Church leaders join anti-corruption march

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Rev Moss Ntlha, General Secretary of The Evangelical Alliance of South Africa.

Senior church leaders from a broad spectrum of South Africa’s churches today called on Christians to join the Unite Against Corruption march being organised by civil society groups for 30 September.

The leaders – including those from some of the largest Christian denominations – say their plea for members to join the march constitutes their first step in becoming more involved and vocal about justice for the poor in South Africa, and in ensuring that the country remains a viable state.

The Unite Against Corruption march will simultaneously take place at the Union Buildings in Pretoria and Parliament in Cape Town. A list of the leaders’ names can be found at the bottom of this statement.

Rev Moss Ntlha, one of the leaders and General Secretary of The Evangelical Alliance of South Africa, today said the march represents the people of South Africa taking responsibility for themselves and for what is going on in the country.

Not the first time
This is not the first time that senior clergy have taken issue with current affairs in South Africa. Twice in 2012 similarly constituted groups of leaders wrote strongly worded letters addressing the state of the nation. This transpired at the time of the ANC’s centenary celebrations and after the Marikana massacre. The letters called for integrity in politics, social justice and an end to corruption.

“Twenty-five years ago we mobilised across the board to take responsibility for our country,” Ntlha explained.

“Nowadays people have simply abandoned hope as they feel powerless to change anything. We believe ordinary citizens need to take responsibility again to make sure that corruption ends in every sphere of society. This includes churches, civil society, business and government and homes where men abuse their power against women and children. This is a comprehensive call.

“Every person who marches is doing an act of repentance, and is calling others to repent.”

The most trusted institution
According to the Reconciliation Barometer, published annually by the Institute for Justice and Reconciliation, South Africans last year indicated their highest confidence levels in religious institutions and the Public Protector, and the lowest in political parties and the police.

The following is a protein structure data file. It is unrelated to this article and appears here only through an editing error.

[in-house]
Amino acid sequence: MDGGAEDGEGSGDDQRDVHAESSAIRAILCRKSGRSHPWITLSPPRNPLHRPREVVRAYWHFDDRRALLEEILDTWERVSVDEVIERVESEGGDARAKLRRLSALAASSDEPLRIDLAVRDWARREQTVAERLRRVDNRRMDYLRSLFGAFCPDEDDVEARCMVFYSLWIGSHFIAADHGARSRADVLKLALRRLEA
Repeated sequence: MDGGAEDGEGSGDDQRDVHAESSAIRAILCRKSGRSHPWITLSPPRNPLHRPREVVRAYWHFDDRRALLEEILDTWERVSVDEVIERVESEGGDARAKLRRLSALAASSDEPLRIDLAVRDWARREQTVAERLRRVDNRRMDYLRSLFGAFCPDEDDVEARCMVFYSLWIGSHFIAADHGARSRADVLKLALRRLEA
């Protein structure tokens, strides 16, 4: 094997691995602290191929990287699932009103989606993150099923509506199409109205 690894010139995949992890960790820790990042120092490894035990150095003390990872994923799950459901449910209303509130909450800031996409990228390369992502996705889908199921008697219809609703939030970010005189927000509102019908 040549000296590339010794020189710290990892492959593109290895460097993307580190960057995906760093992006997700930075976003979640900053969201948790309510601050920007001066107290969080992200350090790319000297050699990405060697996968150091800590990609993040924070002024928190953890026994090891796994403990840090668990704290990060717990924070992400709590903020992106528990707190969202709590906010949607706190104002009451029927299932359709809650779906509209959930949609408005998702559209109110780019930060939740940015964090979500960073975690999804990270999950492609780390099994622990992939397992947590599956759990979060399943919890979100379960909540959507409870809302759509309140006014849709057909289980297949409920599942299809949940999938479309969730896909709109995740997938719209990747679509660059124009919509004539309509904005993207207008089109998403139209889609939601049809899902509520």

On top of this, national research has shown that 81% of the population specifically regard the church as the most trusted institution, while at least 80% of the population claims to be Christian.

“We see this march as a time for Christians to take responsibility through confession, prayer, self-reflection; to turn towards justice and away from practicing corruption.”

Ntlha says the leaders are not pointing fingers. They are in fact taking responsibility for South Africans’ corporate corruption as citizens of a 21 year old democracy who claim to be 80% Christian.

“We acknowledge that many of our members are corrupt. So we can’t judge anybody. We have to engage in a self-critical way. That is why, for us, the march signals a call to repentance.

“But secondly, if the church does not use the trust levels that it has to call for a different way of being South African, of respect for the constitution and basic responsibility, we may lose the opportunity to stop the country’s downward slide. And from that we may never recover.”

Faith and action
The church leaders called all Christians in South Africa to participate through demonstrations and prayer everywhere in the country on the day of the march, and leading up to that day.

“Beyond the march we would like to see the emergence of a responsible South Africa and we believe the march signals the start of that possibility. We dream of a South Africa where citizens are not only accountable, but hold others accountable, whether they are in business or in government. “We realise this will be work in progress.”

The leaders who have issued this call include:
• Archbishop Thabo Makgoba, Anglican Church of Southern Africa
• Bishop Zipho Siwa, Presiding Bishop of the Methodist Church of Southern Africa
and President of the South African Council of Churches (SACC)
• Past Xola Skosana, Western Cape Religious Leaders Forum
• Rev Moss Ntlha, General Secretary of The Evangelical Alliance of South Africa
• Past Ray McCauley, Rhema Ministries, President of International Federation of
Christian Churches and Co-chair of the National Religious Leaders’ Forum
• Dr Frank Chikane, International President of the Apostolic Faith Mission
International and Senior Vice President of SACC
• Dr Mary Anne Plaatjies van Huffel, Moderator of Uniting Reformed Church of SA
• Pro. Nelus Niemandt, Moderator of the Dutch Reformed Church
• Bishop Ndanganeni Phaswana, Evangelical Lutheran Church of Southern Africa
• Archbishop Mshengu Tshabalala, Ikhaya le Zione
• Bishop Lunga ka Siboto, Ethiopian Episcopal Church
• Rev Angelo Scheepers, General Secretary of the Baptist Union
• Dr Michael Cassidy, Founder of Africa Enterprise and the National Initiative for
Reconciliation
• Rev Edwin Arrison, General Secretary of Kairos Southern Africa
• Rev Prof. Peter Storey, former President of the SACC & Methodist Church
• Rev Andre Bartlett, Chairperson of Gauteng Council of Churches
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2 Comments

  1. I want to be part of this and hope and pray that it will set a process going to make honesty, transparency, taking responsibility and a willingness to be accountable an integral part of our society, the norm in our nation and the basic fabric and pride of our leadership!

  2. I thank God for all Church leaders for taking stand against corruption that is reversing all gains of democracy. South Africa can not be destroyed under our watch